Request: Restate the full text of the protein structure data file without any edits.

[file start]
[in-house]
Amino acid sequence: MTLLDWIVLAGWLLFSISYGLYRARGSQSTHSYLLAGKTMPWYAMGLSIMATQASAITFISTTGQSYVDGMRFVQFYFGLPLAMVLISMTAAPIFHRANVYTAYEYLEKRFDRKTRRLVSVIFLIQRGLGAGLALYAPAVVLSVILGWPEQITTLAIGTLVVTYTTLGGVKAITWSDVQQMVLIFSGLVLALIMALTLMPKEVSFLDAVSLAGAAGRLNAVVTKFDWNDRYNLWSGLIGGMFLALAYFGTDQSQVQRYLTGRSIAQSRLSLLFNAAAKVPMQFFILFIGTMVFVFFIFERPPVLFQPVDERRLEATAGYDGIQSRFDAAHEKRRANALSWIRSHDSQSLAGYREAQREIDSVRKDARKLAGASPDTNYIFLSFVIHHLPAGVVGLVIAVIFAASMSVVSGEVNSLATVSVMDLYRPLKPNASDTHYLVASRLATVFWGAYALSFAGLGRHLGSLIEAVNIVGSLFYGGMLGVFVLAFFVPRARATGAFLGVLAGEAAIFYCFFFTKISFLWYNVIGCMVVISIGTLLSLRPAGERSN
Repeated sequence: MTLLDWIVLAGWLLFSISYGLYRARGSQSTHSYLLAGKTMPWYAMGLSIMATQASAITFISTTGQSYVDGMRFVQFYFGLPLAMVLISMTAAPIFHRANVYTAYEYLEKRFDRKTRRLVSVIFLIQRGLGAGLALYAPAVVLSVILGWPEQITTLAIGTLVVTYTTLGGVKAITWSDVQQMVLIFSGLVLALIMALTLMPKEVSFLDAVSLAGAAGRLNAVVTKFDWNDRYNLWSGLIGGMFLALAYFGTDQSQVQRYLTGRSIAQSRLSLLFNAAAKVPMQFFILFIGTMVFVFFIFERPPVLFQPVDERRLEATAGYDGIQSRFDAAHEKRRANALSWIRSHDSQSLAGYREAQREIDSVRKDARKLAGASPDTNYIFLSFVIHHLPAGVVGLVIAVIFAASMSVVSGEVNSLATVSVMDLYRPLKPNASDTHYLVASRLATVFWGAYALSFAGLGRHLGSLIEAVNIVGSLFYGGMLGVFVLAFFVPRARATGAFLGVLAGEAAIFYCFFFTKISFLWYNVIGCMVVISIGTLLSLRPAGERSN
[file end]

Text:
[in-house]
Amino acid sequence: MTLLDWIVLAGWLLFSISYGLYRARGSQSTHSYLLAGKTMPWYAMGLSIMATQASAITFISTTGQSYVDGMRFVQFYFGLPLAMVLISMTAAPIFHRANVYTAYEYLEKRFDRKTRRLVSVIFLIQRGLGAGLALYAPAVVLSVILGWPEQITTLAIGTLVVTYTTLGGVKAITWSDVQQMVLIFSGLVLALIMALTLMPKEVSFLDAVSLAGAAGRLNAVVTKFDWNDRYNLWSGLIGGMFLALAYFGTDQSQVQRYLTGRSIAQSRLSLLFNAAAKVPMQFFILFIGTMVFVFFIFERPPVLFQPVDERRLEATAGYDGIQSRFDAAHEKRRANALSWIRSHDSQSLAGYREAQREIDSVRKDARKLAGASPDTNYIFLSFVIHHLPAGVVGLVIAVIFAASMSVVSGEVNSLATVSVMDLYRPLKPNASDTHYLVASRLATVFWGAYALSFAGLGRHLGSLIEAVNIVGSLFYGGMLGVFVLAFFVPRARATGAFLGVLAGEAAIFYCFFFTKISFLWYNVIGCMVVISIGTLLSLRPAGERSN
Repeated sequence: MTLLDWIVLAGWLLFSISYGLYRARGSQSTHSYLLAGKTMPWYAMGLSIMATQASAITFISTTGQSYVDGMRFVQFYFGLPLAMVLISMTAAPIFHRANVYTAYEYLEKRFDRKTRRLVSVIFLIQRGLGAGLALYAPAVVLSVILGWPEQITTLAIGTLVVTYTTLGGVKAITWSDVQQMVLIFSGLVLALIMALTLMPKEVSFLDAVSLAGAAGRLNAVVTKFDWNDRYNLWSGLIGGMFLALAYFGTDQSQVQRYLTGRSIAQSRLSLLFNAAAKVPMQFFILFIGTMVFVFFIFERPPVLFQPVDERRLEATAGYDGIQSRFDAAHEKRRANALSWIRSHDSQSLAGYREAQREIDSVRKDARKLAGASPDTNYIFLSFVIHHLPAGVVGLVIAVIFAASMSVVSGEVNSLATVSVMDLYRPLKPNASDTHYLVASRLATVFWGAYALSFAGLGRHLGSLIEAVNIVGSLFYGGMLGVFVLAFFVPRARATGAFLGVLAGEAAIFYCFFFTKISFLWYNVIGCMVVISIGTLLSLRPAGERSN